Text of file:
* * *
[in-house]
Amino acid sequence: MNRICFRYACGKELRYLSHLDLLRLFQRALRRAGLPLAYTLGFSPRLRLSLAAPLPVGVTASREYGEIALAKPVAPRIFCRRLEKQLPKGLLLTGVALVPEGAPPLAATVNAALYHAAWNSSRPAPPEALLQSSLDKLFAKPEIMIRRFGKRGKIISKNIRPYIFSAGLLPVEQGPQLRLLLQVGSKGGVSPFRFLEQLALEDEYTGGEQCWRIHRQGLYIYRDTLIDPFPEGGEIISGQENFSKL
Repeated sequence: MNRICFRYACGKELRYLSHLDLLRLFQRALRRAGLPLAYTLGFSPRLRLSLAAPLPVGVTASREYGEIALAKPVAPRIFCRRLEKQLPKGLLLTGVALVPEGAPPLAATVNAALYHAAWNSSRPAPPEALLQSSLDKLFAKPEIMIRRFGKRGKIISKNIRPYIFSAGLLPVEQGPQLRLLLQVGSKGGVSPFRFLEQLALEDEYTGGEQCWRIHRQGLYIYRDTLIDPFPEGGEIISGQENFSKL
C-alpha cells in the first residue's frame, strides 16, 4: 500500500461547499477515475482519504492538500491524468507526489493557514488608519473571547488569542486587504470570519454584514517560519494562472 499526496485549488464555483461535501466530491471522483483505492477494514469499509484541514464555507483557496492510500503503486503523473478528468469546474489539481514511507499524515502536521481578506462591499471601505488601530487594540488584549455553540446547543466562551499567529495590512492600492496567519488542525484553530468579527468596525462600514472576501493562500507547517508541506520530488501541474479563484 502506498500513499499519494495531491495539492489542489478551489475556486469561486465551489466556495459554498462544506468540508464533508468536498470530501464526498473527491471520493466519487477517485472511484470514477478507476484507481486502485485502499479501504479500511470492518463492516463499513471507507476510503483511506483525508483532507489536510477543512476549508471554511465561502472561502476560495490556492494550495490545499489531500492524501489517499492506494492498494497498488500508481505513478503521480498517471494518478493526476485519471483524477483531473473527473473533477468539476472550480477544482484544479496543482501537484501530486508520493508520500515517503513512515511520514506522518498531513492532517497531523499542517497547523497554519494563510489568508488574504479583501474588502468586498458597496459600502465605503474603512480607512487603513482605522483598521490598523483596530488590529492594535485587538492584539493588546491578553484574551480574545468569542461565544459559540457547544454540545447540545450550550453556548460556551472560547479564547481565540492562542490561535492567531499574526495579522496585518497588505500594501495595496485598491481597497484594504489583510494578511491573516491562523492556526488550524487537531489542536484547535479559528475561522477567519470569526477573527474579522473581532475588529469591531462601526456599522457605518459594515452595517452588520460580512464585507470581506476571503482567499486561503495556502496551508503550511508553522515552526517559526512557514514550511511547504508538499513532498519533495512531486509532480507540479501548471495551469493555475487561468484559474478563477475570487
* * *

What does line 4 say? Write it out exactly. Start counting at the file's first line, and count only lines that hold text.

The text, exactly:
C-alpha cells in the first residue's frame, strides 16, 4: 500500500461547499477515475482519504492538500491524468507526489493557514488608519473571547488569542486587504470570519454584514517560519494562472 499526496485549488464555483461535501466530491471522483483505492477494514469499509484541514464555507483557496492510500503503486503523473478528468469546474489539481514511507499524515502536521481578506462591499471601505488601530487594540488584549455553540446547543466562551499567529495590512492600492496567519488542525484553530468579527468596525462600514472576501493562500507547517508541506520530488501541474479563484 502506498500513499499519494495531491495539492489542489478551489475556486469561486465551489466556495459554498462544506468540508464533508468536498470530501464526498473527491471520493466519487477517485472511484470514477478507476484507481486502485485502499479501504479500511470492518463492516463499513471507507476510503483511506483525508483532507489536510477543512476549508471554511465561502472561502476560495490556492494550495490545499489531500492524501489517499492506494492498494497498488500508481505513478503521480498517471494518478493526476485519471483524477483531473473527473473533477468539476472550480477544482484544479496543482501537484501530486508520493508520500515517503513512515511520514506522518498531513492532517497531523499542517497547523497554519494563510489568508488574504479583501474588502468586498458597496459600502465605503474603512480607512487603513482605522483598521490598523483596530488590529492594535485587538492584539493588546491578553484574551480574545468569542461565544459559540457547544454540545447540545450550550453556548460556551472560547479564547481565540492562542490561535492567531499574526495579522496585518497588505500594501495595496485598491481597497484594504489583510494578511491573516491562523492556526488550524487537531489542536484547535479559528475561522477567519470569526477573527474579522473581532475588529469591531462601526456599522457605518459594515452595517452588520460580512464585507470581506476571503482567499486561503495556502496551508503550511508553522515552526517559526512557514514550511511547504508538499513532498519533495512531486509532480507540479501548471495551469493555475487561468484559474478563477475570487